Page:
The Commonwealth Bank has admitted it lost customer statements linked to 20 million accounts, although the institution has spent the night assuring customers they are not at risk.
While the data has never been located — either on the road or on the dark web — the Commonwealth Bank says there has been no evidence the information had been compromised.
The bank also ensured customers the lost data did not include passwords or PINs.
Although there is no way to link the lost data with various reports of counterfeit credit cards and identities from CBA-owned Bankwest available for sale on the dark web, it's a timely reminder look at where your stolen personal information could end up.
What is the dark web?
The dark web is a part of the World Wide Web that is only accessible by means of special software, allowing users and website operators to remain anonymous or untraceable.
The seedy underbelly of the internet has almost anything you want — drugs, malicious code with instructions, IT infrastructure for rent like email servers, even consulting is available from a huge host of vendors, all of whom are competing to convince buyers that their product or stolen data is the best.
What details of yours are for sale on the dark web?
There is big business in selling the personal details of people on shady websites operating on the dark web.
Last year it was also revealed the Medicare details of Australians were for sale on the dark web upon request, with the same vendor selling a raft of other personal details of unwitting Australians including dozens of email logins, which were reportedly linked to iiNet, Optus, Bigpond and TPG accounts as well as business credit cards allegedly linked to companies in Melbourne.
One user who claims to have purchased stolen data advertised as 'Aussie Business Credit Cards' praised the "great quality" while another wrote that the vendor was "polite and trustworthy," SBS reported at the time.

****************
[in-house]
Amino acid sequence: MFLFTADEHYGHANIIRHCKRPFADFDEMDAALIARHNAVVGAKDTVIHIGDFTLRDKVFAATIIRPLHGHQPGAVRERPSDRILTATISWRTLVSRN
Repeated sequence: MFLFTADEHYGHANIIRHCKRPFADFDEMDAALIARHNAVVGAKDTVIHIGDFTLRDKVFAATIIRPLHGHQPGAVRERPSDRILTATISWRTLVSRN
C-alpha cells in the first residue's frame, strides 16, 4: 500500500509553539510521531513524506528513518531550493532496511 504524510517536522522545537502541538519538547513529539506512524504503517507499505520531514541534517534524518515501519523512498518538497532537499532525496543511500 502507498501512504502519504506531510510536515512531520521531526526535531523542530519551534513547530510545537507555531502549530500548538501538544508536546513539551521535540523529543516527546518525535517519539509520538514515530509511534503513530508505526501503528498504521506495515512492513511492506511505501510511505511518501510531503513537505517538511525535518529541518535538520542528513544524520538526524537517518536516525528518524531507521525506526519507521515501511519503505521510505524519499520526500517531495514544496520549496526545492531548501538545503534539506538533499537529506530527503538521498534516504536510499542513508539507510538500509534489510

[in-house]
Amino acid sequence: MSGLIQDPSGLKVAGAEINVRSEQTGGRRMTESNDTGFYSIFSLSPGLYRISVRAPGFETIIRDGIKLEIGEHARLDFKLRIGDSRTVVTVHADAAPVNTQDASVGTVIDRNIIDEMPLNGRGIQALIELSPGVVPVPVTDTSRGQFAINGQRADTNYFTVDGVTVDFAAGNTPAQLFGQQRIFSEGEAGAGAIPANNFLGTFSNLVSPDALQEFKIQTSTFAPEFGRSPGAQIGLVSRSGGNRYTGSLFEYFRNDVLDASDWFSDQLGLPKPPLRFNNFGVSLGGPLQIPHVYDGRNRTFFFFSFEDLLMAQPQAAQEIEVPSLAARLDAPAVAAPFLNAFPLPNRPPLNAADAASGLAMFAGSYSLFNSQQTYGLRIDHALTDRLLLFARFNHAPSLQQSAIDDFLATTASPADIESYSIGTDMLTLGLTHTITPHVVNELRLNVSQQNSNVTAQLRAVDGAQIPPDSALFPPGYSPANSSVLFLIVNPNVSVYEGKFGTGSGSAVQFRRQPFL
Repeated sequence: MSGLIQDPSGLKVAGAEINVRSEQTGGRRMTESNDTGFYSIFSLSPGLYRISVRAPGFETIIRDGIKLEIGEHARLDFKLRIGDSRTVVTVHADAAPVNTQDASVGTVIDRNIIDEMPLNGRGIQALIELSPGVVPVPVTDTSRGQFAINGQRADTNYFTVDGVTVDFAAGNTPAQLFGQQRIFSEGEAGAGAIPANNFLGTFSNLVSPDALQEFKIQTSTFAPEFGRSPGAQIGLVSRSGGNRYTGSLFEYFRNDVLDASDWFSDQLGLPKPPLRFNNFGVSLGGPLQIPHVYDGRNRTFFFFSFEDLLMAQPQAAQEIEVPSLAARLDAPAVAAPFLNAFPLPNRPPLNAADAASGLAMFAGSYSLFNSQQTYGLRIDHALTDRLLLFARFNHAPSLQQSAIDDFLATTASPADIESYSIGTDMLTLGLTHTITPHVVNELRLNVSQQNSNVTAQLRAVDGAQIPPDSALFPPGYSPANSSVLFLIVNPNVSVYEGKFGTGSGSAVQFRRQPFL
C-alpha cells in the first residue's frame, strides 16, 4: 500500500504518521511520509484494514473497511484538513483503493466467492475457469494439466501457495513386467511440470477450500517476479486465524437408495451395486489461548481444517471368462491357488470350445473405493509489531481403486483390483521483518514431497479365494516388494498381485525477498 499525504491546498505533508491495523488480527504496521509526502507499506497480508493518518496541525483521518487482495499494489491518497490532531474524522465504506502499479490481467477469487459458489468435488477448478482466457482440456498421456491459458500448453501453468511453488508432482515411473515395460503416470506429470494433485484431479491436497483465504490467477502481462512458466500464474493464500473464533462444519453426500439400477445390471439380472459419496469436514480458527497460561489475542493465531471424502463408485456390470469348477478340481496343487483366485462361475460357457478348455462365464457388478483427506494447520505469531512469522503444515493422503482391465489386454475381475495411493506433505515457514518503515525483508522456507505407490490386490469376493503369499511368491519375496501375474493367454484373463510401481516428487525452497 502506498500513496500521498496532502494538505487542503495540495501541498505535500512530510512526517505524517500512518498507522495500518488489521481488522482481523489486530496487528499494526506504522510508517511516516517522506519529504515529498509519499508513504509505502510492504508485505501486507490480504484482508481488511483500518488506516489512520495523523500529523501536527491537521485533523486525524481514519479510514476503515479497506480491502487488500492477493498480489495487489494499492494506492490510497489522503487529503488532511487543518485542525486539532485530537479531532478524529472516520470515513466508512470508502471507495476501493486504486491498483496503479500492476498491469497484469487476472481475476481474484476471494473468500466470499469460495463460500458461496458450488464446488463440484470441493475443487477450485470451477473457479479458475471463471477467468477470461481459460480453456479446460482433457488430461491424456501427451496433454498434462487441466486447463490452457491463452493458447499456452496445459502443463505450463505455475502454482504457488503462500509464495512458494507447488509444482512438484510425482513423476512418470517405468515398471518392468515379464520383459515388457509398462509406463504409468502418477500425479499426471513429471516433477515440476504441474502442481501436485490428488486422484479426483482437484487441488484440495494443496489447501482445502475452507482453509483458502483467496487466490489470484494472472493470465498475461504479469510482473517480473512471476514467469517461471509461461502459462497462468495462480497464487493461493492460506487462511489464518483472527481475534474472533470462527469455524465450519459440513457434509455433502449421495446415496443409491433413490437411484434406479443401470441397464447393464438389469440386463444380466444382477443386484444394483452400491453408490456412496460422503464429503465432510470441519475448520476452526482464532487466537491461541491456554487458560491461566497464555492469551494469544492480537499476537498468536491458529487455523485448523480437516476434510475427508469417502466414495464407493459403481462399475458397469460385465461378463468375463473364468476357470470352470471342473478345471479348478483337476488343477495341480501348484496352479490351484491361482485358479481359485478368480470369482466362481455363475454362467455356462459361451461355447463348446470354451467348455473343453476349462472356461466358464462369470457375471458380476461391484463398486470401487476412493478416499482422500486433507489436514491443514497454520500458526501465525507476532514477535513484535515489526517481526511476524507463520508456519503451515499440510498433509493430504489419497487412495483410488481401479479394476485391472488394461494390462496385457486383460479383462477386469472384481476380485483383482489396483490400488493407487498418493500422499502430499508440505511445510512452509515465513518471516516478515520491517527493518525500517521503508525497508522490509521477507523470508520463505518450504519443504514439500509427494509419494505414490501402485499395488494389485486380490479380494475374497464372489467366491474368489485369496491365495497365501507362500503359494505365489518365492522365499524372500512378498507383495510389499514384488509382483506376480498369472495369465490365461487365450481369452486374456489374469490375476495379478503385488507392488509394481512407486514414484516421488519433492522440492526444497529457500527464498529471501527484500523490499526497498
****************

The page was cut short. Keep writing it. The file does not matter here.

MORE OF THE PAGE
When it comes to things like credit card fraud, principal research scientist at cyber security firm Sophos, Chet Wisniewski, said it's definitely organised criminal groups responsible.
"They've got people that are money mules, they've got people making imprints of the actual cards and magnetic strips, they've got people that operate dead drop locations for packages to be shipped for internet purchases," Wisniewski said.
"Those type of crimes tend to be pretty organised and sophisticated."
Last year it was also revealed one dark web vendor was selling the driver's licenses of 90 Victorians who scanned the cards to enter a club for A$950 ($1018).
"Hey there, I am selling 90 Victorian licences, which were acquired from nightclub patrons scanning on the door," the vendor posted. "Please note they are 10 years old but the details can still be used."
This kind information is sought by those who are keen to likely use if for fraud purposes and it's far more likely that vendors like these are operating individually.
Wisniewski, who is currently in Asia speaking about the nature of online crime, believes such individuals make up a majority of those pushing nefarious products on the dark web.
"It depends on the size of the crime, I suspect a vast majority of what I see are individuals," he said. "The guy selling me a kit to build a malicious word doc, to me, that looks like a (single) person."
And in many instances, the laws of countries are not keeping up with the nature of cyber crime, according to Wisniewski.
"In many countries it's not against the law to write a tool kit for exploits, it's against the law to use the exploits," he said.
"So I think some of these guys are just like, 'Well, I can write this stuff as a hobby on the weekend and sell it on the dark web,' and make a couple grand here and a couple grand there and they won't go to jail."
How much does your info sell for on the dark web?
Most expensive is a complete medical record — gaining up to A$1350.
A driver's license would make someone A$950
Next up is your credit card details — getting up to A$30 per person.
Your precious Netflix password will go for around A$4 — so if you've noticed some strange viewing on your account that might be the reason why.
Spotify passwords cost A$4 and email addresses get a measly A$0.70-A$3.